The Bank of Spain is careful to emphasise that its scenarios are hypothetical and depend on a set of assumptions, and should not be construed as economic growth forecasts. ‘They serve to evidence the significant economic risks and costs of the situation caused by the independence initiatives in Catalonia’.
The companies that have voted with their feet include CaixaBank, Spain’s third-largest bank, the bank Sabadell and Codorníu, the cava producer. CaixaBank, the main financial institution in Catalonia, has played a major role in the region’s economy and as a sponsor of cultural and social programmes through its foundation. It has close to 40% of the total deposits in Catalonia and Sabadell 15%. Both banks have also moved their tax residence.
These two banks, in particular, moved their legal, though not corporate, headquarters in order to protect the interests of depositors and shore up confidence. The banks need to remain within the euro zone to maintain regulatory continuity and in order to continue to access the European Central Bank’s liquidity mechanism –which would not be the case if Catalonia ever became an independent country–. It would have to re-apply for membership and would only need one EU country to veto it (such as Spain, obviously) and membership would be scuttled.
The banks’ move, followed by branch managers taking to the phone to reassure customers that their investments were safe, had the desired effect and reversed to some extent a run on deposits. The big banks Santander and BBVA were not affected (they benefited from the run) as their legal domiciles are not in Catalonia.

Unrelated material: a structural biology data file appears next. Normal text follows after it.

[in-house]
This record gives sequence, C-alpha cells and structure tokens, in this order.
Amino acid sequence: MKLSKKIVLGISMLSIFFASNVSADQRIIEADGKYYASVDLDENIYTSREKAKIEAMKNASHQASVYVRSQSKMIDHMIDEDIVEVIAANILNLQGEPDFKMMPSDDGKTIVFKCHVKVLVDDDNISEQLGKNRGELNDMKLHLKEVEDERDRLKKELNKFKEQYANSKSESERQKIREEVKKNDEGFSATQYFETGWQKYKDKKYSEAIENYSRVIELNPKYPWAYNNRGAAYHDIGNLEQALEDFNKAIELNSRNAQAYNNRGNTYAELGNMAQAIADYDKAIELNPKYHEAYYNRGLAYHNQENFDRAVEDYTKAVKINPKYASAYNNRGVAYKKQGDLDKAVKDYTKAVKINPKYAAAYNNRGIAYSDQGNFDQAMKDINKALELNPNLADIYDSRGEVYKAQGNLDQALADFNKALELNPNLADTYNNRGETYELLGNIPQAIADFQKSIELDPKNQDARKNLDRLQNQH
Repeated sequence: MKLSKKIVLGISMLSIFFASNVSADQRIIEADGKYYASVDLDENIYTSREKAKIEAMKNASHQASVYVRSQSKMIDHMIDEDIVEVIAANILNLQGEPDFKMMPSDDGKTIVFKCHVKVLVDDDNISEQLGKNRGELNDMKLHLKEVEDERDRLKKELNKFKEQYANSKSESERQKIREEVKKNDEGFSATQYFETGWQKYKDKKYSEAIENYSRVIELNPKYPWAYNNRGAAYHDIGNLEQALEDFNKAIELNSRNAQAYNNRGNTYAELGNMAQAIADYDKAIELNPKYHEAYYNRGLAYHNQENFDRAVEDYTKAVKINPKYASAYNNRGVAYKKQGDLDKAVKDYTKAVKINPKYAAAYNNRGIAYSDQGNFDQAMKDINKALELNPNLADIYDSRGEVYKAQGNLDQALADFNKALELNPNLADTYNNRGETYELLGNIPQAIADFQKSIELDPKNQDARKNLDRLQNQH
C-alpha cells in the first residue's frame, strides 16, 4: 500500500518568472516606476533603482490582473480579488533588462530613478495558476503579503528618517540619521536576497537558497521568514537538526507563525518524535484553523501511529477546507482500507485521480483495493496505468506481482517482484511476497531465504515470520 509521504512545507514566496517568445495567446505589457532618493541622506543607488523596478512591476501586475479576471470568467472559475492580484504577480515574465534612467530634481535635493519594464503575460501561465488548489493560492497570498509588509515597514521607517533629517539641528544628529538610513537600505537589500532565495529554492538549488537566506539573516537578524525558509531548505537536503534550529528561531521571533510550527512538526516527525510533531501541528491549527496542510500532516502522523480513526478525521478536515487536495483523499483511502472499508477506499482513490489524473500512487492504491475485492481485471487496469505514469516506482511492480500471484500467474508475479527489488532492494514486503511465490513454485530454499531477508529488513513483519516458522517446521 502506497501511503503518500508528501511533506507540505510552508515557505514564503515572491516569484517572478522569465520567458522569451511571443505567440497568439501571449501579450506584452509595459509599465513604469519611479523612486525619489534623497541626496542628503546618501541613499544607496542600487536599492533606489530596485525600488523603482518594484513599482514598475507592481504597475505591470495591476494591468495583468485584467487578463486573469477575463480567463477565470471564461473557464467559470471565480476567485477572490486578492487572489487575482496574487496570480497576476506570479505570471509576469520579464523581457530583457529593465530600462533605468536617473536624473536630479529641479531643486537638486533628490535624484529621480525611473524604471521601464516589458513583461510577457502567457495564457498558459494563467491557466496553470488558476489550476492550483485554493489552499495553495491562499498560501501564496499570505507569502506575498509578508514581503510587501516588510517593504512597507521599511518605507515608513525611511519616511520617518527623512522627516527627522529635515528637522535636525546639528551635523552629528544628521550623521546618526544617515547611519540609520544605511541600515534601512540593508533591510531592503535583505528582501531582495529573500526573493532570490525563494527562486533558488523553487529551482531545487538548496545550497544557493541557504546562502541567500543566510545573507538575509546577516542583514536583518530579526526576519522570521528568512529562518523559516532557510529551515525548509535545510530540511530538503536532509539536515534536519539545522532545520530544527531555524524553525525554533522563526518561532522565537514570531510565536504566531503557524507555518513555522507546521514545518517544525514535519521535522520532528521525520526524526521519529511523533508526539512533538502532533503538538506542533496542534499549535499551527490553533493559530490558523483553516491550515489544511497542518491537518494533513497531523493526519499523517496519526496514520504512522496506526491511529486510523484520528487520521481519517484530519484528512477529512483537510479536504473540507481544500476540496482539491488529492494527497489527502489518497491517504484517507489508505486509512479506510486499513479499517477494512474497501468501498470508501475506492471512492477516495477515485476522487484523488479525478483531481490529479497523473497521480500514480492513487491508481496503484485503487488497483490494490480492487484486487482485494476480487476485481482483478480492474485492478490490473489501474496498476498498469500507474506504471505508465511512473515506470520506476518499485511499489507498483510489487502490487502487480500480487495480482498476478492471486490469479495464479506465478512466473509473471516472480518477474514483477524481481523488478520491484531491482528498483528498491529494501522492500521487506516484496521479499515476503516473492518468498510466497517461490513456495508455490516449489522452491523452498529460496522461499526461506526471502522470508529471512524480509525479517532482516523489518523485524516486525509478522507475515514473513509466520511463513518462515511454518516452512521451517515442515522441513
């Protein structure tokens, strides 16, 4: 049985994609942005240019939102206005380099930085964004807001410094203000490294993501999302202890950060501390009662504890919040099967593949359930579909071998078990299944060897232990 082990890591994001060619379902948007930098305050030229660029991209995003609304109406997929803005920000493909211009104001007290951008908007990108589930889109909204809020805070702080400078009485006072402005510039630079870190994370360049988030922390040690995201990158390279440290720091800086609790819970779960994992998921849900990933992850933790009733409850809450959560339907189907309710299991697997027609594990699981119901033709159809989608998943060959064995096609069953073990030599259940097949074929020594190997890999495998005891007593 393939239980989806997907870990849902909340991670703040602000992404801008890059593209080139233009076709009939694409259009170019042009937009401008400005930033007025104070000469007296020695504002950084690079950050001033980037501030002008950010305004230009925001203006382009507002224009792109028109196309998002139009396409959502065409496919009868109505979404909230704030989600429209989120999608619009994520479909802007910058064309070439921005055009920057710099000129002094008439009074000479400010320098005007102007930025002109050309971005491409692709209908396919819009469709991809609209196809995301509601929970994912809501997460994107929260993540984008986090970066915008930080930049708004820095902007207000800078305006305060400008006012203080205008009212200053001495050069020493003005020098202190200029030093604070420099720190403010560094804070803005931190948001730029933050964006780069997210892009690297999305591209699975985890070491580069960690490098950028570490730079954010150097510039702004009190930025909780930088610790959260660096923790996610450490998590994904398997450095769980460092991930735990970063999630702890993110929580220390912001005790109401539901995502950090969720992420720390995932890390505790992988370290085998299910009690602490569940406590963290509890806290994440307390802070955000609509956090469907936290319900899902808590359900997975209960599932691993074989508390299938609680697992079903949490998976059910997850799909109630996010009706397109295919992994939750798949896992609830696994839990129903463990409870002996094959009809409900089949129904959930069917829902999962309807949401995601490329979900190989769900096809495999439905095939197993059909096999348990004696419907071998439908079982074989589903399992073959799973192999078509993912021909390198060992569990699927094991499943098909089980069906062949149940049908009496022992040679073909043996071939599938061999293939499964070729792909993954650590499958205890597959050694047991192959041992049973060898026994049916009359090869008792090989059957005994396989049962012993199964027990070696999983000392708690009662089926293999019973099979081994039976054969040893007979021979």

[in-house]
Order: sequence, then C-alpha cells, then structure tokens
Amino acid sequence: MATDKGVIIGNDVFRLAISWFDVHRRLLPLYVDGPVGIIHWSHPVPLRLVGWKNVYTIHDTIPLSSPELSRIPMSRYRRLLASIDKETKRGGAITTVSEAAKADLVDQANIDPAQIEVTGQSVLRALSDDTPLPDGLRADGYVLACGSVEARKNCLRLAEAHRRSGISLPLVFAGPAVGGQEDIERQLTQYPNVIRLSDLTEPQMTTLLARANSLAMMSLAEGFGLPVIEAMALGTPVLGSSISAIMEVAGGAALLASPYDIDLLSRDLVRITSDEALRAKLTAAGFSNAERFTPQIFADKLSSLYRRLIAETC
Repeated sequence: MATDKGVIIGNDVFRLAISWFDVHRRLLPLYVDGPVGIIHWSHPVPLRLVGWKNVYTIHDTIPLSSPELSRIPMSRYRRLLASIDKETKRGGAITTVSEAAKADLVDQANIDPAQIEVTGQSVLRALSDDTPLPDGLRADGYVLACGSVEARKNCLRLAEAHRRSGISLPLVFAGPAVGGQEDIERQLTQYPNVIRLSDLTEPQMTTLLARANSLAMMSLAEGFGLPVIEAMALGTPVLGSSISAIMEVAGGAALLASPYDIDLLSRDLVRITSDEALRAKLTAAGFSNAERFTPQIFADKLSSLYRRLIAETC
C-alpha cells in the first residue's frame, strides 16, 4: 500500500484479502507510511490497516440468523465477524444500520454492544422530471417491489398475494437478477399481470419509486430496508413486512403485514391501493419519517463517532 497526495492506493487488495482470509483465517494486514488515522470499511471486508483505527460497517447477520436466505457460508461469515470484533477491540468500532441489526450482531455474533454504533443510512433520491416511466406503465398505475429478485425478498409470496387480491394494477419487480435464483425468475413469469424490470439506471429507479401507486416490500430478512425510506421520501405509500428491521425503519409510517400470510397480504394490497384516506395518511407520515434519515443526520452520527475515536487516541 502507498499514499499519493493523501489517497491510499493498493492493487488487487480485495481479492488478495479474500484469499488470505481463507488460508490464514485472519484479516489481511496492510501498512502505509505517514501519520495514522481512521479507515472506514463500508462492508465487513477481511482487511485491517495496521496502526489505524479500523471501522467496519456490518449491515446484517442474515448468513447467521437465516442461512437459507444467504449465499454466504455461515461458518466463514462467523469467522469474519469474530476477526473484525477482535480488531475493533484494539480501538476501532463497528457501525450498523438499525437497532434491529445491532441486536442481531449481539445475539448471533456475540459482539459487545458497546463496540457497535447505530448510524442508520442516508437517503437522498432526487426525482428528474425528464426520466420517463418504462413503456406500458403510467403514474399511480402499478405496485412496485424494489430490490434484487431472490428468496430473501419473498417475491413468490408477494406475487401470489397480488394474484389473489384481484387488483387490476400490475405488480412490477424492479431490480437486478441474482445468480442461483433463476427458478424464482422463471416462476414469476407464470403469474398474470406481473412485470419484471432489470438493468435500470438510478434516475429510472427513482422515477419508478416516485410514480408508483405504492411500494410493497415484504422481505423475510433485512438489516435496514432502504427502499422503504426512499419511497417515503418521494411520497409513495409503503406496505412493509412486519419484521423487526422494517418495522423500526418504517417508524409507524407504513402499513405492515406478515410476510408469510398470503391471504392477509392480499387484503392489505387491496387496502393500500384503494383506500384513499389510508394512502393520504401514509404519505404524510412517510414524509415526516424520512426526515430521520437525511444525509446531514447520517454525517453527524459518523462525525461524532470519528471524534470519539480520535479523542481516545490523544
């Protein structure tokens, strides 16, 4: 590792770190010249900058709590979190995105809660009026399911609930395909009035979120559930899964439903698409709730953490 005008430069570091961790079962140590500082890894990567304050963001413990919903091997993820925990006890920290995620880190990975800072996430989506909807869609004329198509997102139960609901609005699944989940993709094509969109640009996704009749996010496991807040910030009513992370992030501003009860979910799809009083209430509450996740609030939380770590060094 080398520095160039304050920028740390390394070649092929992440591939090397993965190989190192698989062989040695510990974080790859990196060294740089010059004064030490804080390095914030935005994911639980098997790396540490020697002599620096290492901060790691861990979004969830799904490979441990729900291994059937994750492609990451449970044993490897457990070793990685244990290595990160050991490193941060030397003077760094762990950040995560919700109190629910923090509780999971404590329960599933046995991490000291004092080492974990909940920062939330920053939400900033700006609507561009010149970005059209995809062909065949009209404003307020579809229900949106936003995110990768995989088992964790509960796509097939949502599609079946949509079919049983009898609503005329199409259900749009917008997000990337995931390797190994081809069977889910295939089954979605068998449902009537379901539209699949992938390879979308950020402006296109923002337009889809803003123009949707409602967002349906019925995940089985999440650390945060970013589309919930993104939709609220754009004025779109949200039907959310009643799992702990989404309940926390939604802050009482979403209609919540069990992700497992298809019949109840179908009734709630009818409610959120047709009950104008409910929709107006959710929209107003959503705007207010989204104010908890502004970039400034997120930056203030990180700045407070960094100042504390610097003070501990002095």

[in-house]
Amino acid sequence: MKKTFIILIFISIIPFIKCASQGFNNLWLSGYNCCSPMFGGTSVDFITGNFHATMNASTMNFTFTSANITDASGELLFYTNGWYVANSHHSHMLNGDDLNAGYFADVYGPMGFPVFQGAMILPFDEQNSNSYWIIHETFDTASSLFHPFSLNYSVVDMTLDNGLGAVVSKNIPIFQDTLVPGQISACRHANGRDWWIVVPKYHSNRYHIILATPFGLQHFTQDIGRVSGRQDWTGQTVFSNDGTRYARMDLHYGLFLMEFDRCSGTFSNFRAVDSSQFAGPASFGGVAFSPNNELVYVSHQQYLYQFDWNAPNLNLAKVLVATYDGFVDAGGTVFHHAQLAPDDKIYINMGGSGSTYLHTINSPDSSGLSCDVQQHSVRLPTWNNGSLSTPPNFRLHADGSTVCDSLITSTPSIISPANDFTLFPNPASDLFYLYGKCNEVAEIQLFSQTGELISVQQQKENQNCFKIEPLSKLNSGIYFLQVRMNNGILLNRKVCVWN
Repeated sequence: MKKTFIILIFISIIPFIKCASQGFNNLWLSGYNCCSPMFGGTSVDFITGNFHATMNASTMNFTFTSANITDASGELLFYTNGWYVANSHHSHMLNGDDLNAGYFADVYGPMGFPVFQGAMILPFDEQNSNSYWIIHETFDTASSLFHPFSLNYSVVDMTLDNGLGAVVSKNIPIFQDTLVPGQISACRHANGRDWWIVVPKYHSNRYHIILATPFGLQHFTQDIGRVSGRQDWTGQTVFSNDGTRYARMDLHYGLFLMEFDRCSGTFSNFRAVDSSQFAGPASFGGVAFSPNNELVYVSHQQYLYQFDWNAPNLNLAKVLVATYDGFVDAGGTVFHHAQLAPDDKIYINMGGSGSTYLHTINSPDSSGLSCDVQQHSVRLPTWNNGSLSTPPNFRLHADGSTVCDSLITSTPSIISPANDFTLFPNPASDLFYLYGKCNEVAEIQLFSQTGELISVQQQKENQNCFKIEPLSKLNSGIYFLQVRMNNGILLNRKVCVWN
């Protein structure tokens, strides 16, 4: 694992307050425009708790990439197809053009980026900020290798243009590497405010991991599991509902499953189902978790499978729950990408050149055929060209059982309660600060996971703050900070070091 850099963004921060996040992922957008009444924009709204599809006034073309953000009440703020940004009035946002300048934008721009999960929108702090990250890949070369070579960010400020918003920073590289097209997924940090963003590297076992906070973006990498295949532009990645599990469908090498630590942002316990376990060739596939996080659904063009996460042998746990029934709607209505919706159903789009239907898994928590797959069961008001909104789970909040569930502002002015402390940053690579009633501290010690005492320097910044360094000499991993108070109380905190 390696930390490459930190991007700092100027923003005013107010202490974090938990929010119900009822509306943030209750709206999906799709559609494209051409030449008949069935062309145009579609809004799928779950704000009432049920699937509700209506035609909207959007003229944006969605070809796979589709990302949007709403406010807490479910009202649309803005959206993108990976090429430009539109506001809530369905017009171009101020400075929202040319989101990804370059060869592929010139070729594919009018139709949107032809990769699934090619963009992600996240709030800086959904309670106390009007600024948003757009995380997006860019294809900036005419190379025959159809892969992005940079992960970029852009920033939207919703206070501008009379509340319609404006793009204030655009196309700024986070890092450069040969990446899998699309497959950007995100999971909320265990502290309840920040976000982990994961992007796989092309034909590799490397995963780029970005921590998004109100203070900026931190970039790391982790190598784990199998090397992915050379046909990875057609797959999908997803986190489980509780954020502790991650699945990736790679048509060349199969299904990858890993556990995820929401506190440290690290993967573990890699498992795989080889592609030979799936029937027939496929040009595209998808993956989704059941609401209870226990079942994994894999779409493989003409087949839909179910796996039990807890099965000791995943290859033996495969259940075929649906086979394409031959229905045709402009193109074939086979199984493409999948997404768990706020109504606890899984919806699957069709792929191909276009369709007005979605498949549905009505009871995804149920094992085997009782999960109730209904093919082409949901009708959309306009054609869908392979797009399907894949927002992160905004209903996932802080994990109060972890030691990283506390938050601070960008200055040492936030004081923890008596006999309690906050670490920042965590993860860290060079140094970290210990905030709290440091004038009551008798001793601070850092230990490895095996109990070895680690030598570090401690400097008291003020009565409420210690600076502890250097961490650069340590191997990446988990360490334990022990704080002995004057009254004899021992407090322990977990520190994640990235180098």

Similarly, the shares of both banks took a knock on 4 October, three days after the illegal referendum on Catalan independence, when 90% of the 2.3 million that voted were in favour of secession. Sabadell’s share price fell 5.69% and CaixaBank’s 4.96%. The Ibex-35, the benchmark index of the Madrid Stock Exchange, fell 2.85%, the largest one-day fall since the UK decision in June 2016 to leave the EU, to below 10,000 for the first time in some six months and far from this year’s peak of 11,250 reached in May. By 7 November the index had recovered to 10,230.
Six of the companies that have relocated form part of the Ibex-35. Multinationals such as Volkswagen, which owns the Seat plant near Barcelona making 2,000 cars a day, are keeping a close watch on the situation.
In what could be a pointer for the future, until the uncertainty ends, Catalonia was the region whose number of registered unemployed increased the most in October (+14,698), its largest rise since the same month of 2008. Its month-on-month growth in the unemployed of 3.67% was twice the rate for the whole of Spain.
Spain has gone through a lot since the 2008 crisis to restore and consolidate growth, and it would be a tragedy if this evaporated because of the actions of hotheads.